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Winter garden inspiration

My partner in crime writing, Julia, moved house last autumn and is planning how she is going to design and plant up her new garden. I’ll let Julia tell you what she’s been up to…

One of the many Cornus to be seen at Rosemoor.

I am fortunate enough to live about half an hour away from RHS Garden Rosemoor, where they run talks and courses about all aspects of gardening. My new (new to me, anyway) garden is large, relatively empty, on a very slight incline and south facing… almost the complete opposite of my previous garden that was steep, terraced half in shade, and a frost pocket! My new house is also about 700ft above sea level so I am keen to try and ensure I buy the right plants for the garden.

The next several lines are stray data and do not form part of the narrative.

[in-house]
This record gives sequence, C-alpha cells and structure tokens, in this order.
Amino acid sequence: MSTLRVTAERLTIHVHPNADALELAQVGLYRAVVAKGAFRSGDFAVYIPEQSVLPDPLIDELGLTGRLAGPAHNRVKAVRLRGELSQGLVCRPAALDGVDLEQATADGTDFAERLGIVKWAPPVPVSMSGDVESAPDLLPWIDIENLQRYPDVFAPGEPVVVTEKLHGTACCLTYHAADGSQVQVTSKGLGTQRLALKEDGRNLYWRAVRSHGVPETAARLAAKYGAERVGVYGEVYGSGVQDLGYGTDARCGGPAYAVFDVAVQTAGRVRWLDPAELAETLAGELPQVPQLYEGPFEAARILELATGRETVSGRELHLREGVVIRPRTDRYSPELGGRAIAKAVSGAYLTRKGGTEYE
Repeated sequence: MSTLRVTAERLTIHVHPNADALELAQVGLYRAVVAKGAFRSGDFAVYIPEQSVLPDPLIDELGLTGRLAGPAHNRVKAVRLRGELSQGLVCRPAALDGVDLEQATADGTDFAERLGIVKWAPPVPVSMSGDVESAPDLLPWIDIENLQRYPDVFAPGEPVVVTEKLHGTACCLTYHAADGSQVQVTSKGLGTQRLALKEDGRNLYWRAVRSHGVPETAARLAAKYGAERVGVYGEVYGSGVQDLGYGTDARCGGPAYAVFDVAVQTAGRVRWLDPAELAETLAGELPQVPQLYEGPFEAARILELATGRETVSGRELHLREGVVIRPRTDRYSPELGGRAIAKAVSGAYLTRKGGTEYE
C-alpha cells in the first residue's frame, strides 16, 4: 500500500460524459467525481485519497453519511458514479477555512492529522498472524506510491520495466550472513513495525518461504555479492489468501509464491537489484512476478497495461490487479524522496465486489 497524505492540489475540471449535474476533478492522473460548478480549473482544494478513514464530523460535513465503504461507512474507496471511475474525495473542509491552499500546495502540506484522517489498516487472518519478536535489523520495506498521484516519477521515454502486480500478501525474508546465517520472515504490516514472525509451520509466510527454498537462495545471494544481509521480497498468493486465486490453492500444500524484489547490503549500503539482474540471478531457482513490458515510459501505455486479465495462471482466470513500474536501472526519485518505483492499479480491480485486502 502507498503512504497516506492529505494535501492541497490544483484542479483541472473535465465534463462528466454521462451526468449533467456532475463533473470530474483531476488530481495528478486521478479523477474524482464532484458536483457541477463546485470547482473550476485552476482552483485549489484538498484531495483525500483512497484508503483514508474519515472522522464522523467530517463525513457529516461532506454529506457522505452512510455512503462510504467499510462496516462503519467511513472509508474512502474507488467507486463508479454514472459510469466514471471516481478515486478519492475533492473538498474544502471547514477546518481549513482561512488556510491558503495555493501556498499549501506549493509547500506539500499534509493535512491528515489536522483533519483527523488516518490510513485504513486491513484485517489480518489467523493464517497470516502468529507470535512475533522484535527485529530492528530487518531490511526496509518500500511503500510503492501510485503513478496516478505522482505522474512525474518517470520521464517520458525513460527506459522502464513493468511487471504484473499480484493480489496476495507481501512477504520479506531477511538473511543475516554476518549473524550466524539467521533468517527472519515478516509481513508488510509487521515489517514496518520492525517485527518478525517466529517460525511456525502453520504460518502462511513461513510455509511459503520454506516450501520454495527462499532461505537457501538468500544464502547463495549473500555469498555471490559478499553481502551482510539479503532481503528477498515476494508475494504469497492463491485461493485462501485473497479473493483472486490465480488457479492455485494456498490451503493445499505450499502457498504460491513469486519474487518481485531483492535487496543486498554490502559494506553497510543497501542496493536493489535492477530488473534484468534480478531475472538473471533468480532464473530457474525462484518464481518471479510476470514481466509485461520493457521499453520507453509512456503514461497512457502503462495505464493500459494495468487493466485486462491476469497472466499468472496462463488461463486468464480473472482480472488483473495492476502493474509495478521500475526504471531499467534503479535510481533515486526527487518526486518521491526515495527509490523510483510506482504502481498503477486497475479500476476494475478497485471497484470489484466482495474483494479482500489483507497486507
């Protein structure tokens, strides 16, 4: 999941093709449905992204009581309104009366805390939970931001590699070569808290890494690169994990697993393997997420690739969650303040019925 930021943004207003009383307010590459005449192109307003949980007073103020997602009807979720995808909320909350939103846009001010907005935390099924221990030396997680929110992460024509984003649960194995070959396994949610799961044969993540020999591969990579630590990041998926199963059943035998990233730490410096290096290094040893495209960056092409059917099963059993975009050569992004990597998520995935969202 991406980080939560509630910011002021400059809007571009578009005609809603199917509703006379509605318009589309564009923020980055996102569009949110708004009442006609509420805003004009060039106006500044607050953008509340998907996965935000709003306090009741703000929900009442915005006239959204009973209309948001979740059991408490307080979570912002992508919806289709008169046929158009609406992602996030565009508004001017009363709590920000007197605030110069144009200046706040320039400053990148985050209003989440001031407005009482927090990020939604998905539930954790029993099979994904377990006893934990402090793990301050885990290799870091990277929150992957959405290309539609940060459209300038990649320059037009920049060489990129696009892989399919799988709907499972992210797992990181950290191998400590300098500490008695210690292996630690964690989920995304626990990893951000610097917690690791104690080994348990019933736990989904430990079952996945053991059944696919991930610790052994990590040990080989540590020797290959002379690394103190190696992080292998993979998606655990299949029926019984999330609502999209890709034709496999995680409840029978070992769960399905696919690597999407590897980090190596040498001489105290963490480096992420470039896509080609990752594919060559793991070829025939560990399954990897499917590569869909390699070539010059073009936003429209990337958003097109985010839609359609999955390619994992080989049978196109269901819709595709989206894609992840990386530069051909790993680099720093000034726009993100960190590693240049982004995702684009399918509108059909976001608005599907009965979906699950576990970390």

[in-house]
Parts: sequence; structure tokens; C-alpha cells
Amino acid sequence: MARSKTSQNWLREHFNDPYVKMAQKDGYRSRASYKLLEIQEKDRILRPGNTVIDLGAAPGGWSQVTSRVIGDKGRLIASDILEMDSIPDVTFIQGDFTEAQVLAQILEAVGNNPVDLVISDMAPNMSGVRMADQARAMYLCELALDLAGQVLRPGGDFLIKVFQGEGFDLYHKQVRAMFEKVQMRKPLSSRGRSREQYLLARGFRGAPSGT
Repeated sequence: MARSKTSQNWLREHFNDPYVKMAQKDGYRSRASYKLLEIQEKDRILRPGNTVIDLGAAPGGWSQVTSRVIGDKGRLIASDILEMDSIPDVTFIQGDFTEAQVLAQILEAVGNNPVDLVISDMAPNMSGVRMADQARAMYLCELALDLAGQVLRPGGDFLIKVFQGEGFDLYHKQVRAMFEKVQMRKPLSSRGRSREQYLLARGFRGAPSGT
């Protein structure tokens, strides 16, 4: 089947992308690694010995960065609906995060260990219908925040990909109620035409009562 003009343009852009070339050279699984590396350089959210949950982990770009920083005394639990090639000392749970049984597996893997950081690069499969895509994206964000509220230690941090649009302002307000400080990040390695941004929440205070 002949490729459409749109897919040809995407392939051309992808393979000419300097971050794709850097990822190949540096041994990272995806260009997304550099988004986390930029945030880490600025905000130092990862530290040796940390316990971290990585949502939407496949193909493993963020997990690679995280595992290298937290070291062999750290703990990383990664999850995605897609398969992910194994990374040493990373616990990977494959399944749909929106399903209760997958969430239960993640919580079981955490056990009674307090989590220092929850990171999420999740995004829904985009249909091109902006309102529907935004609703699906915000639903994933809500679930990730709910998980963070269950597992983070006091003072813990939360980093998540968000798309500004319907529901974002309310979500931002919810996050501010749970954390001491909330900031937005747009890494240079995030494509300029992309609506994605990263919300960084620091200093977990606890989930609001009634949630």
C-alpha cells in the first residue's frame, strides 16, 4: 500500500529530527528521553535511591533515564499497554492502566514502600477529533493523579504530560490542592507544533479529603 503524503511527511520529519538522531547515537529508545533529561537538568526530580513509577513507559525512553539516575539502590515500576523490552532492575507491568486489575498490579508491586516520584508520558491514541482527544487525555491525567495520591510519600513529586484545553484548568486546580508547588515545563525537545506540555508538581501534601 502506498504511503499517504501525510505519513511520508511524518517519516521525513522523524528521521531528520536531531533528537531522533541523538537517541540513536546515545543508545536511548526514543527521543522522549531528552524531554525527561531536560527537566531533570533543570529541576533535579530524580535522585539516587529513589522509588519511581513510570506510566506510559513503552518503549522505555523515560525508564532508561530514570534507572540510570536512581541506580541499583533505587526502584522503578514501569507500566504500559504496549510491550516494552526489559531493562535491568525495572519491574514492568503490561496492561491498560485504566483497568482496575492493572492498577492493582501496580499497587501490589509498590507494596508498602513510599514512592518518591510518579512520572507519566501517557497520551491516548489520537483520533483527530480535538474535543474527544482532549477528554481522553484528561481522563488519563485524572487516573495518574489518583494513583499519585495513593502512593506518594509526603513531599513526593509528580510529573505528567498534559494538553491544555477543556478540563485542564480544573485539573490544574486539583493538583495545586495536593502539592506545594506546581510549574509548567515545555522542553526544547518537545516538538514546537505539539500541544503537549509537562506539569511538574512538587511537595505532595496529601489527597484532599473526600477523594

As well as the right plants for the setting, I also want to try and ensure I have interest throughout the year. My old garden used to be at its best from May to July and pretty uninteresting the remainder of the time. So, my first session at Rosemoor was called ‘Winter colour for your garden’.

The amazing Acer griseum, the aptly named paper bark maple.

Their course brochure says: “Winter is often considered to be a closed season in the garden, but this definitely need not be the case. Colourful and fragrant flowers, striking barks and stems and a wide variety of evergreen plants all help to brighten up the garden and provide a wealth of interest throughout the winter. On this walk we will look at a good selection of plants, all of which are star performers during the winter months, and also discuss how to care for them.”